Thursday, 7 July 2016

The Hutt (kind of) Recommends: Something More Than Night

Something More Than Night by Ian Tregillis.

The story makes a running start when the ashy remains of the murdered archangel Gabriel rains down on Earth to earn the attention of our wannabe gumshoe and voluntarily part-time exiled angel Bayliss. Though mystified, Bayliss knows that this is the time to get cracking on finding a replacement for old Gabby which he sets out to do... to find that not only was Gabriel murdered but the Jericho Trumpet has gone missing, setting Heaven on the cusp of overwhelming crisis and the victim of a con job millions of years in the making. Somehow Bayliss knows that he's been played the fool by heavenly powers that want to make certain none other than old Bayliss himself gets fingered for the job. On top of that he fumbles the angel recruitment process and is suddenly stuck with the hot-tempered Molly. Bayliss now needs to solve a heavenly mystery AND act babysitter for a newborn angel whilst not getting in the way of the more belligerent members of the Heavenly Choir or the METATRON.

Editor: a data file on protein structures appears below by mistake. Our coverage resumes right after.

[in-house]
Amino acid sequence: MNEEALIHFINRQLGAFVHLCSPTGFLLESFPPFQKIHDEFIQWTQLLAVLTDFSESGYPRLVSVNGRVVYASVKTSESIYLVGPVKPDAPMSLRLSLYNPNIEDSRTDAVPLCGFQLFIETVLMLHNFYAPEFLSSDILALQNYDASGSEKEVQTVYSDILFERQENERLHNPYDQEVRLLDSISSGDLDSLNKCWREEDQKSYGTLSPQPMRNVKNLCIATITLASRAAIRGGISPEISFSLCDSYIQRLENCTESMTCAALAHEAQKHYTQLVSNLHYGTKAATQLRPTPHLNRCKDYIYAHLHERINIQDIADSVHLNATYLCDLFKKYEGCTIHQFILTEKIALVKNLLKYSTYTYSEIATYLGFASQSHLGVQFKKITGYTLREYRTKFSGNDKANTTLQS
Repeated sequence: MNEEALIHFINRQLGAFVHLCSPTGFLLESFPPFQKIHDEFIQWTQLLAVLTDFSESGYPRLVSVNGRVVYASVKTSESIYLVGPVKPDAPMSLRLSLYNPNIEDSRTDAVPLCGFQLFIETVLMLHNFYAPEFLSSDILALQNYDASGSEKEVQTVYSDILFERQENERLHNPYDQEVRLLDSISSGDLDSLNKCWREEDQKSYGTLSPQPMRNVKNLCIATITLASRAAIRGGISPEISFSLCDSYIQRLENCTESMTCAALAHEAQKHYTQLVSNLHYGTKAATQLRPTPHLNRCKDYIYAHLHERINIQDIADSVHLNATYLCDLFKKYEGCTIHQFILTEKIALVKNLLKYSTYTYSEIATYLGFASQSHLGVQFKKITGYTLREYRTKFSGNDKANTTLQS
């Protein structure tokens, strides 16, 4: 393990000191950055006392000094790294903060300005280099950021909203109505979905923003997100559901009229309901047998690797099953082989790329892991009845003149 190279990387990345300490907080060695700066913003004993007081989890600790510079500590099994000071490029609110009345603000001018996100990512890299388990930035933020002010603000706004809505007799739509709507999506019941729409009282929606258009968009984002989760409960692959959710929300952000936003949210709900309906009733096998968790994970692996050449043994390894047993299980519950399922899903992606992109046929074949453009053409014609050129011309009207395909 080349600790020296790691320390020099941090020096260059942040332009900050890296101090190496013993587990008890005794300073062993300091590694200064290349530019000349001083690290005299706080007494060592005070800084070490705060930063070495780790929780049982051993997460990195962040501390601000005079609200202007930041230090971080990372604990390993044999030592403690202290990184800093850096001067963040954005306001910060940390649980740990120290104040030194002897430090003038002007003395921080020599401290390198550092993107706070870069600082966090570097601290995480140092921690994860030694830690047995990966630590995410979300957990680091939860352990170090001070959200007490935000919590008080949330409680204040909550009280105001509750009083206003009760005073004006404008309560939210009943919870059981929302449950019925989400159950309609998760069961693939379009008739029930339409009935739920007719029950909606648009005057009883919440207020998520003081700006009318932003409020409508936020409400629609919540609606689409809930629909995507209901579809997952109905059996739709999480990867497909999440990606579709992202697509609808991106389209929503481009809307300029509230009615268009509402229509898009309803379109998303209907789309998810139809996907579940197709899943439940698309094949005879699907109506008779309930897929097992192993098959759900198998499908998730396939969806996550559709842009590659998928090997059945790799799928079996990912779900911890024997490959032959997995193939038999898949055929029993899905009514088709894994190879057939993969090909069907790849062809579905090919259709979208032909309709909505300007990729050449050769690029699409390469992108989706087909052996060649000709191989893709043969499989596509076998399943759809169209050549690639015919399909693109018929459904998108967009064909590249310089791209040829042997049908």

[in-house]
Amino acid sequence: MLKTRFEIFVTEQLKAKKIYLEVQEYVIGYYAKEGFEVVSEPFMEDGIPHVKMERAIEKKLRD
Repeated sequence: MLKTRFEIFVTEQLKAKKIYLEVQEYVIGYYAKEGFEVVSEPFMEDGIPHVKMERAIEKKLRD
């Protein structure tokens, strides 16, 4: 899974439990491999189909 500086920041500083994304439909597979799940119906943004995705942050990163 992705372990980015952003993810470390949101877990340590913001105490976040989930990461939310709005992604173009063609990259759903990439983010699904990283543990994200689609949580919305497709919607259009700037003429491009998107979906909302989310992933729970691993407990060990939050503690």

I was about ready to give up on the book soon after getting started on the first chapter. The book didn't speak to me at all (Bayliss and I obviously don't get along - he's a sexist douche canoe), until I finally reached chapter 2 and was properly introduced to Molly Pruett. Not only does her name sound a lot like another fellow redhead (my favourite mother hen Molly Weasley née Prewett from the Harry Potter books) but also, she's a lesbian whose story arc does not overuse, fetishise or stereotype her sexuality. (Without spoiling anything, the name is basically the one thing the two Molly's have in common. That, red hair and a temper.)
The narrative is split between long parts, often chapters, where Bayliss narrates and the other long parts, also often chapters, where a third party narrates Molly's actions. I got through the book much the same way I got through A Song of Ice and Fire - I read through the boring chapters (Bayliss or Daenerys) to get to the good bits (Molly or Tyrion/Jon/Cersei).

I read a review of the book in passing that explained how the cover was better than the book itself and... they're not wrong. Sadly. Or maybe I'm just not the noir detective story type AT ALL. (I'm not, really.) And don't get me started on the physics! I don't have a degree (not even close) but Tregillis has a doctorate in this stuff and likes showing off a bit.

This book was not for me.
But I finished the fucker nonetheless.

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